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Environmental Effects of the BP Oil Spill

BP Oil Spill
by

Aayush Goyal

on 31 August 2013

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Transcript of Environmental Effects of the BP Oil Spill

BP (British Petroleum), the third largest energy company, provides over 80 countries with products such as petroleum, natural gas, motor fuels, and aviation fuels. BP produces an estimate of 3.5 million barrels of oil per day.
Introduction
On February 2010, a plan was designed by the oil company to drill 5,000 feet below sea level with the Deepwater Horizon Rig. This plan was only supposed to last about a month; however, they continued drilling. This led to an accidental blowout on the Rig, which caused the riser that was used to pump out the oil to collapse.
To prevent this event from occurring again, BP has better prepared their engineers to deal with such situations. They have also developed better strategies for oil drilling with advanced technology.
Quick Facts
How did this happen?
Future Prevention
Our Environment
Heating a liquid in a test tube
After so much oil was pumped from the ground, the riser eventually developed various holes. BP employees merely covered the holes with cement, thinking it would stop the leaks. Eventually, the riser could not sustain the pressure of the methane gas in it and it blew up.
Why did this happen?
The National Wildlife Federation (NWF) is continuously monitoring the marine animals while the Environmental Protection Agency (EPA) continues to monitor the air, water, sediment, and waste generated by the clean-up operations.
On April 20th, 2010, one of the worst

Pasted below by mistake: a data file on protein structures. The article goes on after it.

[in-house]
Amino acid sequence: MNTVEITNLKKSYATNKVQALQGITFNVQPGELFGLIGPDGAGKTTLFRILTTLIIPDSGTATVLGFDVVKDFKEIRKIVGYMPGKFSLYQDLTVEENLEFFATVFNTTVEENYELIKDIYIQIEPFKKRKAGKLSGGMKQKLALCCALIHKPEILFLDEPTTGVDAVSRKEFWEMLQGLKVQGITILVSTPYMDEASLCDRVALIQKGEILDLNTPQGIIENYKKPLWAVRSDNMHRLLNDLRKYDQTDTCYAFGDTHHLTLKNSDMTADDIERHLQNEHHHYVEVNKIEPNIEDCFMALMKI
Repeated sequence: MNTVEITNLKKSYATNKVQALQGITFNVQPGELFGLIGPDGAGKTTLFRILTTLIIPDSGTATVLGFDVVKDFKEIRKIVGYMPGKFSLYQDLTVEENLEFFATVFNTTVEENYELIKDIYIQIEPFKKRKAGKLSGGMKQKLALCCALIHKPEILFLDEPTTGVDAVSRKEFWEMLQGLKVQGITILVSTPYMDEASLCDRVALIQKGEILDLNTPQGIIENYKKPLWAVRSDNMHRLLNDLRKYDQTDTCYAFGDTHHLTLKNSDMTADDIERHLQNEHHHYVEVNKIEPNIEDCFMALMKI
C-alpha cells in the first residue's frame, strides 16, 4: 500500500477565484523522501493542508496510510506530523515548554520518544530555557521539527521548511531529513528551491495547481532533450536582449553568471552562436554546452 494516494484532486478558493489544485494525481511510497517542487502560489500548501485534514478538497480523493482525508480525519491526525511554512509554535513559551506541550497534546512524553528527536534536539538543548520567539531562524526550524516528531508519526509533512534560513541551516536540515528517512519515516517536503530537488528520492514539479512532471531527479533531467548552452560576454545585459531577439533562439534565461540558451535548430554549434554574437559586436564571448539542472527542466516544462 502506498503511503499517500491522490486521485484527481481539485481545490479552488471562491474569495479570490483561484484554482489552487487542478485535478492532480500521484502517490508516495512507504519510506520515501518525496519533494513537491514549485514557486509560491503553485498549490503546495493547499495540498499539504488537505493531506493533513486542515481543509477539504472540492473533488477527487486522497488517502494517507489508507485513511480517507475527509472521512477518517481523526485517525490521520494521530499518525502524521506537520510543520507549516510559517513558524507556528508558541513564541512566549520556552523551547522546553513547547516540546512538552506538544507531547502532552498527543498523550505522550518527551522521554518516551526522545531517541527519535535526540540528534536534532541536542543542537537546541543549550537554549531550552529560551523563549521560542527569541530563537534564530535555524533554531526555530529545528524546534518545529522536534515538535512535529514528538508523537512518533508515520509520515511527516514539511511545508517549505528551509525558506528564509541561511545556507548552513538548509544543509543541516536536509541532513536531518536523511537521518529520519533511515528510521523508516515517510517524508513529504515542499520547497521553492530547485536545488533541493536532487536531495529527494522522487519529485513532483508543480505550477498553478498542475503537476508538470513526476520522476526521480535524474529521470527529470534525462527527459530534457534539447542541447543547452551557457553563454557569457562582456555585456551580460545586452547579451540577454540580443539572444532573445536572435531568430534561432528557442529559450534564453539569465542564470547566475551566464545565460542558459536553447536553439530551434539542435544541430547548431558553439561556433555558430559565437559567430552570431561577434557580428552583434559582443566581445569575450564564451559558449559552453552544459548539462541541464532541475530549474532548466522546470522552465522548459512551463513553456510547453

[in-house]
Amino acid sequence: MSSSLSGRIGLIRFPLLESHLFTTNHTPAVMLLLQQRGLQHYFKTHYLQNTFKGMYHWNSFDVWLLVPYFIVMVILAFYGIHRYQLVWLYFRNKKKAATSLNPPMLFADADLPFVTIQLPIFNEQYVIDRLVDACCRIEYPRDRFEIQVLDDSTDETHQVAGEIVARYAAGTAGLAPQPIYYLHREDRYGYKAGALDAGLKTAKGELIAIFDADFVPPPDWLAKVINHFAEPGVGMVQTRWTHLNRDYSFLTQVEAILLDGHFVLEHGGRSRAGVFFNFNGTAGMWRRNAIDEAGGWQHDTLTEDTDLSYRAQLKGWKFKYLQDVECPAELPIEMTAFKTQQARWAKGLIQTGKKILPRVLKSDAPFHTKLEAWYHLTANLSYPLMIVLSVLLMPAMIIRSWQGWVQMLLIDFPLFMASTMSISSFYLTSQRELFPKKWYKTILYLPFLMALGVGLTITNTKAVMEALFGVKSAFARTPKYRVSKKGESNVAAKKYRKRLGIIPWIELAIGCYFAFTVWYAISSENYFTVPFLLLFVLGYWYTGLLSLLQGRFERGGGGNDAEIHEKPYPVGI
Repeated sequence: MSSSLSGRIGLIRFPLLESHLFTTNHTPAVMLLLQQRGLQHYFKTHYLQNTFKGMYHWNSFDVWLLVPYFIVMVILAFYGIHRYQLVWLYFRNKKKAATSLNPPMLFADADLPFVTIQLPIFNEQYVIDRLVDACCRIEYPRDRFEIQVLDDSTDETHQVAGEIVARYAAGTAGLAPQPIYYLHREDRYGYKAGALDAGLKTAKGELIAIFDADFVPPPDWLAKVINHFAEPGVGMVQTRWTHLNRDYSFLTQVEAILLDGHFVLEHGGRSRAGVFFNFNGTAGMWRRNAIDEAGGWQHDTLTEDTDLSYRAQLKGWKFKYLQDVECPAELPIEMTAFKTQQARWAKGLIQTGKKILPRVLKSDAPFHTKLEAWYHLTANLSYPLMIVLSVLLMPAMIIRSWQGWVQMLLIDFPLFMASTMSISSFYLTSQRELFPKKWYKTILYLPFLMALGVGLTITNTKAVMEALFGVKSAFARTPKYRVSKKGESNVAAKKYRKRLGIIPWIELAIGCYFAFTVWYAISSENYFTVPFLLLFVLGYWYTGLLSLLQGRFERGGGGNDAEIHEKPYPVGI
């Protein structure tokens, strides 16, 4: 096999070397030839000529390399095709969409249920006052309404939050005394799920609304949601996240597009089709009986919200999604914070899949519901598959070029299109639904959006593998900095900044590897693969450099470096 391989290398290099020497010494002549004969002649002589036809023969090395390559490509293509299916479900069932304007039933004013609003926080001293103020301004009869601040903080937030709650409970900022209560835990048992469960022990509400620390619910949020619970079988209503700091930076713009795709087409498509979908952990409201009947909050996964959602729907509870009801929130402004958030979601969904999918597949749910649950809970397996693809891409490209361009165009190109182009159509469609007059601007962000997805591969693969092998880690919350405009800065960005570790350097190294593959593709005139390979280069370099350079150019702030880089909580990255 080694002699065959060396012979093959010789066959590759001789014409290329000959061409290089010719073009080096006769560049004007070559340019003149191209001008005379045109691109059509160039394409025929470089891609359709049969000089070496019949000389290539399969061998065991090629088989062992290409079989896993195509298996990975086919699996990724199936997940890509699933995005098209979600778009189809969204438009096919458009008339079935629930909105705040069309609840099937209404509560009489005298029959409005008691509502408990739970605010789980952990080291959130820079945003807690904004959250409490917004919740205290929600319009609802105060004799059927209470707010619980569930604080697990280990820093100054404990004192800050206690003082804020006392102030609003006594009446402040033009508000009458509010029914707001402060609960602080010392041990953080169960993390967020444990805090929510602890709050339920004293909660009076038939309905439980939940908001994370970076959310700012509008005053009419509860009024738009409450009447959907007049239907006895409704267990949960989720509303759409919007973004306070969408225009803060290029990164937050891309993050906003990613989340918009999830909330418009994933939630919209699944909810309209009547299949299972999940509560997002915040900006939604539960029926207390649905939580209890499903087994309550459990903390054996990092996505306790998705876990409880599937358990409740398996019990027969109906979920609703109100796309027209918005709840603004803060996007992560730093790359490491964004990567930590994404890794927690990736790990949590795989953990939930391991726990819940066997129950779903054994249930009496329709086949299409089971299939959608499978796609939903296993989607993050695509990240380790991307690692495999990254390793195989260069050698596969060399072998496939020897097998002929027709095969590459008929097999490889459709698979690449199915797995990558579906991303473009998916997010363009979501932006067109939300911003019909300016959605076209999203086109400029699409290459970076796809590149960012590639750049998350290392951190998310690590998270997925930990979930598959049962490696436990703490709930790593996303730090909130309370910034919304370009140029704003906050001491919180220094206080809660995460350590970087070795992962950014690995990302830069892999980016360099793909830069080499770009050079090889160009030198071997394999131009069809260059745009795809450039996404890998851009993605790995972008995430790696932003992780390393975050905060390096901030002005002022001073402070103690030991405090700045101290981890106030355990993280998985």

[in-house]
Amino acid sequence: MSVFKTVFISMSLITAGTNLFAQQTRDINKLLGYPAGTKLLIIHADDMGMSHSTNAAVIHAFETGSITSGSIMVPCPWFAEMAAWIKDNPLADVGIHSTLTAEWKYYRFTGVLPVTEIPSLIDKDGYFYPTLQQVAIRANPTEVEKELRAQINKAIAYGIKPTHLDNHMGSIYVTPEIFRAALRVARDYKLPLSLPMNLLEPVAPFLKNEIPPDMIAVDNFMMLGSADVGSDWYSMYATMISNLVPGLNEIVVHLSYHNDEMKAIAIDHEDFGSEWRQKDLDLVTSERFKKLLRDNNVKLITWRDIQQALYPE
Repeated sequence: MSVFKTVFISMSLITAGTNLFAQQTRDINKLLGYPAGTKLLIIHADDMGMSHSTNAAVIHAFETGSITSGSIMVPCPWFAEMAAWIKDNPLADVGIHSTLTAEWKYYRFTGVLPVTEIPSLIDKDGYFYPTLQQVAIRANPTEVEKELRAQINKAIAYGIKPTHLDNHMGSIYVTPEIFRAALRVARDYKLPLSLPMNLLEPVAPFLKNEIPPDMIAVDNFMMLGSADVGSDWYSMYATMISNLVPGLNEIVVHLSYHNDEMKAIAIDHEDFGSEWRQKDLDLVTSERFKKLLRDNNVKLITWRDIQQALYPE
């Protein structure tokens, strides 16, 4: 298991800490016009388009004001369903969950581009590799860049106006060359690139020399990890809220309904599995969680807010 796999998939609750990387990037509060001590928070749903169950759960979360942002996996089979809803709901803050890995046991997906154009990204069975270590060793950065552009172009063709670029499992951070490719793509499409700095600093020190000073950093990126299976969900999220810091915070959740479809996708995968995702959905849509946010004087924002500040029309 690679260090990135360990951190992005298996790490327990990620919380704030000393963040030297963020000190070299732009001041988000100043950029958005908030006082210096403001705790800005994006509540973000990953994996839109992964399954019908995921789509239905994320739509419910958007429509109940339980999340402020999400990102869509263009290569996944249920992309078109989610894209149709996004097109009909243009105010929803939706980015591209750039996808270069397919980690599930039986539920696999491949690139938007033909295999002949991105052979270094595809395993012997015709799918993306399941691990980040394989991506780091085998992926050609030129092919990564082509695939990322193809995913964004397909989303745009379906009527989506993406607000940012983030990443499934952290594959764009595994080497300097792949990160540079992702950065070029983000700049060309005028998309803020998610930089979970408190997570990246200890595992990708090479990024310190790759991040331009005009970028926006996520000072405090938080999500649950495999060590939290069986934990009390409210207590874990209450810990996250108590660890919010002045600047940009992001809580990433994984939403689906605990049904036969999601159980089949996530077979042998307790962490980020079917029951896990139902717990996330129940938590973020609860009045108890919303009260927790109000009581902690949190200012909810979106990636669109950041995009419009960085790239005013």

human environmental disasters occurred.
The BP Oil Company caused a massive oil spill
in the Gulf of
Mexico, releasing
an estimate
60,000 barrels of
oil that stretch
over 130 miles
long and 70 miles
wide.
The oil spill altered the food webs, species death rate rose, habitats were destroyed, water was polluted, fish and wildlife populations decreased, and a great mass of toxicity was exposed to the environment. These are also long-term effects that result in biodiversity loss.
After the oil spill started, 8,000 wildlife animals were found dead by November. Many birds had oil coated feathers, which caused them to loss their buoyancy and the ability to regulate their body temperature. Some mammals ingested the oil, which led to ulcers and internal bleeding. Marine animals, land animals and deep-sea corals were dying, which led to a change in the ecosystem.
400 different wildlife species were
threatened by the spill. This included
birds, foxes, deer, and amphibians. Of
those 400, 30 were bird species.
This was one of the worst anthropogenic
environmental disasters in history.
From the 200 million gallons of oil, only 11 million gallons were recovered.
The BP oil spill may have affected areas of Europe due to the tides moving East from the Gulf.
Even though the gushing well was capped in July 2010, oil is still washing up on shores, which can do long-term damage.